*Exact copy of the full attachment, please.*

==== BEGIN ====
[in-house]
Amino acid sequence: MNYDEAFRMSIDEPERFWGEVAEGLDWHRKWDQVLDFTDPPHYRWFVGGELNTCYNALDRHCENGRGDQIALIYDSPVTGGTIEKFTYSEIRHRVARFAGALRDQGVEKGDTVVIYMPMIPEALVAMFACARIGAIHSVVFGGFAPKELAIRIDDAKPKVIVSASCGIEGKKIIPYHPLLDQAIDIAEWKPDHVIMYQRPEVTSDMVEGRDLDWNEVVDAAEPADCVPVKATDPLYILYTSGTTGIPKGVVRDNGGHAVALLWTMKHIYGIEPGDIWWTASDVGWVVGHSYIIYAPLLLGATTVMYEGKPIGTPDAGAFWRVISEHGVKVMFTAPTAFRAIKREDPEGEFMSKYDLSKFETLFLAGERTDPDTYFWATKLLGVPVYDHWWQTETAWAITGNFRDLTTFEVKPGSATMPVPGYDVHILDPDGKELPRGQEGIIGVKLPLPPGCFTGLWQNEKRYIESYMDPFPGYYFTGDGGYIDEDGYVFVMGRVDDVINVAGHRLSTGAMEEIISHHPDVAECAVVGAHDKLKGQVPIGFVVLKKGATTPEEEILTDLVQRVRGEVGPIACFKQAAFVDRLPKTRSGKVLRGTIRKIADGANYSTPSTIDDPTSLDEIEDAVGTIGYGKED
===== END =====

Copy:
[in-house]
Amino acid sequence: MNYDEAFRMSIDEPERFWGEVAEGLDWHRKWDQVLDFTDPPHYRWFVGGELNTCYNALDRHCENGRGDQIALIYDSPVTGGTIEKFTYSEIRHRVARFAGALRDQGVEKGDTVVIYMPMIPEALVAMFACARIGAIHSVVFGGFAPKELAIRIDDAKPKVIVSASCGIEGKKIIPYHPLLDQAIDIAEWKPDHVIMYQRPEVTSDMVEGRDLDWNEVVDAAEPADCVPVKATDPLYILYTSGTTGIPKGVVRDNGGHAVALLWTMKHIYGIEPGDIWWTASDVGWVVGHSYIIYAPLLLGATTVMYEGKPIGTPDAGAFWRVISEHGVKVMFTAPTAFRAIKREDPEGEFMSKYDLSKFETLFLAGERTDPDTYFWATKLLGVPVYDHWWQTETAWAITGNFRDLTTFEVKPGSATMPVPGYDVHILDPDGKELPRGQEGIIGVKLPLPPGCFTGLWQNEKRYIESYMDPFPGYYFTGDGGYIDEDGYVFVMGRVDDVINVAGHRLSTGAMEEIISHHPDVAECAVVGAHDKLKGQVPIGFVVLKKGATTPEEEILTDLVQRVRGEVGPIACFKQAAFVDRLPKTRSGKVLRGTIRKIADGANYSTPSTIDDPTSLDEIEDAVGTIGYGKED